Stuck in the Senate
Published: March 10,2008
Along the Mississippi Gulf Coast, home and business owners are so concerned about insurance rates and availability that they are using e-mail alerts and YouTube videos to drum up support for national multi-peril insurance.
“Horror stories abound,” says an alert from Coastal Community Watch in Bay St. Louis. “One corporate source here noted that their premiums had risen from $650,000 a year to over $6 million a year. Homeowners and small businesses are being squeezed out with budget busting rates, even for non-storm related risks like fire and liability. The crisis is a national one. Most Americans live within 50 miles of a coastline. Even those who live in the country’s heartland are affected when the economy in coastal areas suffer.”
The e-mail then directs people to addresses for U.S. senators to send an e-mail urging them to support insurance reform and multi-peril coverage. And it concludes with a link to a YouTube video of Rep. Gene Taylor (D-Miss.) and other Coast leaders talking about why insurance reform is so important.
But although Taylor’s multi-peril bill passed the U.S. House by a wide margin, there appears to be little interest in the Senate.
“I don’t think there is any doubt that the multi-peril insurance is stalled and laboring on death, actually,” says Tom Quaka, president of Briarfield Insurance in Jackson.
“The momentum for that has been lost especially with Sen. (Trent) Lott’s (R-Miss.) resignation from the Senate. The insurance industry, obviously, didn’t embrace it in the first place. The industry is waiting for some of the emotion of the storm to pass because that was what was carrying it to the point it got. Although some long-term remedy is needed and required, perhaps the initial solution wasn’t very well thought out.”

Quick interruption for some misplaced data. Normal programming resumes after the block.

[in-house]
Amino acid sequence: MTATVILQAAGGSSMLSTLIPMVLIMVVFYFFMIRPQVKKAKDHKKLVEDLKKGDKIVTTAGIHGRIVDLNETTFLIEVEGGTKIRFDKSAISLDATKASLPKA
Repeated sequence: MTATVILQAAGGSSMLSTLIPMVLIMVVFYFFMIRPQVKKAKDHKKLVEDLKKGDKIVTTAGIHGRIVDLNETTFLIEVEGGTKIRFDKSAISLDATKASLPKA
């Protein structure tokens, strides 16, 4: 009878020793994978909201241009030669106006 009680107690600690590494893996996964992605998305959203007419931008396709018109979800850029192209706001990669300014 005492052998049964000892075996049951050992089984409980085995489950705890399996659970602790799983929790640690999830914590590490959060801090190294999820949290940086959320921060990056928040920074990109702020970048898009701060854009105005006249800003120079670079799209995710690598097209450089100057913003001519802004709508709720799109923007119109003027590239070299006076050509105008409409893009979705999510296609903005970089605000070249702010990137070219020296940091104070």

Quaka says the bill would have transferred risk either to the corporate venue, the insurance industry or the public venue through taxation. Once people who don’t live in disaster prone areas realized it would increase their premiums and taxes, support for the bill evaporated.
“Any government subsidies are temporary measures,” Quaka says. “Eventually we will have to get weaned off that source and private enterprise will fill the gap. The federal government can help, but more with measures like the terrorism reinsurance mechanism put in after 9-11. Private industry can fill the void and will fill it more quickly if they have the backdrop of some federal reinsurance much like that enacted for terrorism after 9-11.”
While it is a complicated issue, deciding how to solve the insurance crisis in places like the Mississippi Gulf Coast, Quaka says it isn’t a good idea for government to just come in and take the place of private industry.
Insurance Commissioner Mike Chaney says Gov. Haley Barbour and U.S. Sen. Roger Wicker (R-Miss.) are on board supporting multi-peril insurance. But Chaney doesn’t know where the federal legislation will end up.
“It seems the Congress wants multi-peril to have more caps and limitations,” Chaney says. “In that same light, we’re seeing the administration pushing more people to enter the National Flood Insurance Program (NFIP), which helps spreads the risk. But what we are seeing is this. People who bought flood insurance after Katrina and kept it for two years are now cancelling. We are seeing a decrease in the number of NFIP policies of 15% right now. People must understand they need to get flood insurance. I just can’t express how important it is.”
The National Association of Insurance Commissioners (NAIC) has said that while better coverage is needed for consumers, Taylor bill’s focus is too narrow.